Imaging intracranial and spinal tuberculosis features are nonspecific and often challenging, making diagnosing tuberculous myelitis difficult even in TB-endemic regions. The term ‘tuberculous radiculomyelitis’ (TBRM), coined by Dastur and Wadia , includes spinal cord complications of TB myelitis, such as arachnoiditis or spinal granulomas. They described the findings as a comparison between operative findings and histopathology. The changes were seen as dense exudates with thick septae adherent to the spinal cord. Areas of cord hemorrhage with associated arterial thrombosis were also seen. Tuberculomas were seen as well-defined circular structures. The histopathological manifestation was the presence of tuberculomas with surrounding reactive giant cells, lymphocytes, and plasma cells, as well as exudates containing microcysts. The earliest description of spinal tuberculosis was given in 1988 by Rhoton et al. .
Fever, weight loss, and generalized weakness commonly present constitutional symptoms . Pain or tenderness in the spine is usually not present . CNS involvement can manifest as altered sensorium or vomiting, with associated hydrocephalus being a partial contributor for latter . Depending on the segment cord involved, upper and lower limbs mixed motor and sensory involvement manifest as mono, para, quadriplegia, or paresis. Similar segmental involvement was seen in the case of radiculopathy . Bladder and bowel involvement usually occurs late in the disease [8, 9].
CSF examination findings may include high protein, lymphocytic pleocytosis, and culture infrequently favorable for acid-fast bacilli [8,9,10].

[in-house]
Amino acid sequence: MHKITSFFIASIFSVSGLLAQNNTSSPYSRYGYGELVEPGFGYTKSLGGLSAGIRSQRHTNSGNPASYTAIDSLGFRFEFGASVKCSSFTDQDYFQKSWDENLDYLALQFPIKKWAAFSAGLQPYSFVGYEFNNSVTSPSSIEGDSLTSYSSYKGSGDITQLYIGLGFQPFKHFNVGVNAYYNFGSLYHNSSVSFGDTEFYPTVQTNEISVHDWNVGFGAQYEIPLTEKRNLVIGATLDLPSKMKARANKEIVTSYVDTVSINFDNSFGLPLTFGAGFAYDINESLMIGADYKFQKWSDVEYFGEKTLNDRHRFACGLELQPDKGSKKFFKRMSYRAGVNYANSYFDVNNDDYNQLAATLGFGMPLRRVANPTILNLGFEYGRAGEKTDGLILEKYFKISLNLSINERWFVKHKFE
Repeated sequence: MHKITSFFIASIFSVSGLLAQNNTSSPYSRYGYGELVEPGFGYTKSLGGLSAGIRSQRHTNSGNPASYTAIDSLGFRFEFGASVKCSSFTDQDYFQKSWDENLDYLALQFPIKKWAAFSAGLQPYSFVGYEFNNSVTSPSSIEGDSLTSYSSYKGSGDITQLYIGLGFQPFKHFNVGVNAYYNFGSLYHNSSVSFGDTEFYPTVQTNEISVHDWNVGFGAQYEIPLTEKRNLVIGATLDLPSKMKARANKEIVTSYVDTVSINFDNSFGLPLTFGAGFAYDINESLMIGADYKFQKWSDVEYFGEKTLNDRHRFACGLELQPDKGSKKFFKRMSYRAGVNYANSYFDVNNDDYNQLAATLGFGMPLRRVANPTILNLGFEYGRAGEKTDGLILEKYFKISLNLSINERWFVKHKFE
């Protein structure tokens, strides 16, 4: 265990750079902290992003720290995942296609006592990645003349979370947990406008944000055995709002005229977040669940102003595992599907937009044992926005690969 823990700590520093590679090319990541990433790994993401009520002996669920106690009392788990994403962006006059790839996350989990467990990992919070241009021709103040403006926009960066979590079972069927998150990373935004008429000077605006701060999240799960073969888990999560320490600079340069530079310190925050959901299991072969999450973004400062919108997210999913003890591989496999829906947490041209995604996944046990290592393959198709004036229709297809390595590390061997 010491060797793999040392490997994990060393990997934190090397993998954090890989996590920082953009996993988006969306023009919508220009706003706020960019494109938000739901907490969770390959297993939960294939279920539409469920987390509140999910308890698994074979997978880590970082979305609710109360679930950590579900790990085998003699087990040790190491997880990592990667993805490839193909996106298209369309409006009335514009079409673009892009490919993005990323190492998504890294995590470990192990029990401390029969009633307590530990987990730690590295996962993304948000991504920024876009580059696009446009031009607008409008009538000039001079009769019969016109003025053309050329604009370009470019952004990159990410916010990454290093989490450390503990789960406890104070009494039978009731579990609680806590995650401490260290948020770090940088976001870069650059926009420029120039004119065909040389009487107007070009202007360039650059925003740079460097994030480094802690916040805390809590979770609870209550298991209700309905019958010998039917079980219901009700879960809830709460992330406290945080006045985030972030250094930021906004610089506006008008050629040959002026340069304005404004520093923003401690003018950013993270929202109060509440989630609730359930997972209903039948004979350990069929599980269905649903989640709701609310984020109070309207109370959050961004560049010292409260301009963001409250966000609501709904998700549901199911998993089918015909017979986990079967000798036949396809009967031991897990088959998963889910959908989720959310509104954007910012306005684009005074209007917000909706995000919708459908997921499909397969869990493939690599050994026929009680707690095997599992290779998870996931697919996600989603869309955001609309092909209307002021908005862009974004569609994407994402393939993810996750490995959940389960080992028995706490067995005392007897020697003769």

The commonly encountered imaging manifestation in a series of 15 cases included cord expansion, T1 hypointense, and T2 hyperintense intramedullary signal abnormality with or without heterogeneous or ring enhancement pattern attributable to the presence of a necrotic component in the latter [8,9,10]. Similar T1 and T2 signal changes showing no appreciable enhancement with relatively well-defined margins are attributed to changes in syrinx . The thoracic cord is the most frequently affected segment.
Another review citing ten cases of TB myelitis confirmed similar T1 and T2 signal abnormalities, with cervical and thoracic cord segments frequently involved. In addition, cord expansion and enhancement features were also seen, consistent with our case. There may be cases showing T2 hypointense signal abnormality, explained by caseous necrosis as opposed to T2 hyperintensity of edema. A study also proposed cavitation as a marker for a worse prognosis, with another study stating incomplete recovery in cases of syrinx formation .